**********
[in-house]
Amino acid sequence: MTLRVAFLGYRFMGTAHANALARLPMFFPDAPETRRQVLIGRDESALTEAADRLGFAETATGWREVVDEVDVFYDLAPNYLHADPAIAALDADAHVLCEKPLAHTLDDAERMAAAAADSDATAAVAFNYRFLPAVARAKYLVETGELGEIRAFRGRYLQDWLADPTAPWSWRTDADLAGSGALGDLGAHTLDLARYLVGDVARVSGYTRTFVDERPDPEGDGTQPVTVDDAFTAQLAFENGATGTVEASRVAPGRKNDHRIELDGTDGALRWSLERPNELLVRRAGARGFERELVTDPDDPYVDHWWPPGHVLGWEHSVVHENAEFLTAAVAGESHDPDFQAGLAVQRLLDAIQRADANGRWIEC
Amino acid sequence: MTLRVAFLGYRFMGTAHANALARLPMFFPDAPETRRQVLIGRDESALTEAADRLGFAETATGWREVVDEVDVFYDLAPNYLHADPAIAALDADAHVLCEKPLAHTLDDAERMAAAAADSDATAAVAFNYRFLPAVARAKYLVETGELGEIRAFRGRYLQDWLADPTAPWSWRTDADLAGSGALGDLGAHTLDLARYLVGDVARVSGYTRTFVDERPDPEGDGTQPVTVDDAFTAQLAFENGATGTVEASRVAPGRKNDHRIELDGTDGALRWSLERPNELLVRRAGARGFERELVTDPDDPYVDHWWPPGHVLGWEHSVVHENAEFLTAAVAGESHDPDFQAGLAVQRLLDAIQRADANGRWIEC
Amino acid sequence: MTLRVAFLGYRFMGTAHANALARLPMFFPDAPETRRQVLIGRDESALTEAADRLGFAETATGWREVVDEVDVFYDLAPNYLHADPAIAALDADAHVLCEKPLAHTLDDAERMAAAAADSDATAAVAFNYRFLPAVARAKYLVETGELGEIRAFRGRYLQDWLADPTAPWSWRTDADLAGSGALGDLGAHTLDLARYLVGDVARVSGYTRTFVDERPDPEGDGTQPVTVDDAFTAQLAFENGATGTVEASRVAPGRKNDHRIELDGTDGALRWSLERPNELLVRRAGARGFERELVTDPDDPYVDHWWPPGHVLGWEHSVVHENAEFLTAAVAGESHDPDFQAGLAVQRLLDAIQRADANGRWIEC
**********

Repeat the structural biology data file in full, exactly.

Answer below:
[in-house]
Amino acid sequence: MTLRVAFLGYRFMGTAHANALARLPMFFPDAPETRRQVLIGRDESALTEAADRLGFAETATGWREVVDEVDVFYDLAPNYLHADPAIAALDADAHVLCEKPLAHTLDDAERMAAAAADSDATAAVAFNYRFLPAVARAKYLVETGELGEIRAFRGRYLQDWLADPTAPWSWRTDADLAGSGALGDLGAHTLDLARYLVGDVARVSGYTRTFVDERPDPEGDGTQPVTVDDAFTAQLAFENGATGTVEASRVAPGRKNDHRIELDGTDGALRWSLERPNELLVRRAGARGFERELVTDPDDPYVDHWWPPGHVLGWEHSVVHENAEFLTAAVAGESHDPDFQAGLAVQRLLDAIQRADANGRWIEC
Amino acid sequence: MTLRVAFLGYRFMGTAHANALARLPMFFPDAPETRRQVLIGRDESALTEAADRLGFAETATGWREVVDEVDVFYDLAPNYLHADPAIAALDADAHVLCEKPLAHTLDDAERMAAAAADSDATAAVAFNYRFLPAVARAKYLVETGELGEIRAFRGRYLQDWLADPTAPWSWRTDADLAGSGALGDLGAHTLDLARYLVGDVARVSGYTRTFVDERPDPEGDGTQPVTVDDAFTAQLAFENGATGTVEASRVAPGRKNDHRIELDGTDGALRWSLERPNELLVRRAGARGFERELVTDPDDPYVDHWWPPGHVLGWEHSVVHENAEFLTAAVAGESHDPDFQAGLAVQRLLDAIQRADANGRWIEC
Amino acid sequence: MTLRVAFLGYRFMGTAHANALARLPMFFPDAPETRRQVLIGRDESALTEAADRLGFAETATGWREVVDEVDVFYDLAPNYLHADPAIAALDADAHVLCEKPLAHTLDDAERMAAAAADSDATAAVAFNYRFLPAVARAKYLVETGELGEIRAFRGRYLQDWLADPTAPWSWRTDADLAGSGALGDLGAHTLDLARYLVGDVARVSGYTRTFVDERPDPEGDGTQPVTVDDAFTAQLAFENGATGTVEASRVAPGRKNDHRIELDGTDGALRWSLERPNELLVRRAGARGFERELVTDPDDPYVDHWWPPGHVLGWEHSVVHENAEFLTAAVAGESHDPDFQAGLAVQRLLDAIQRADANGRWIEC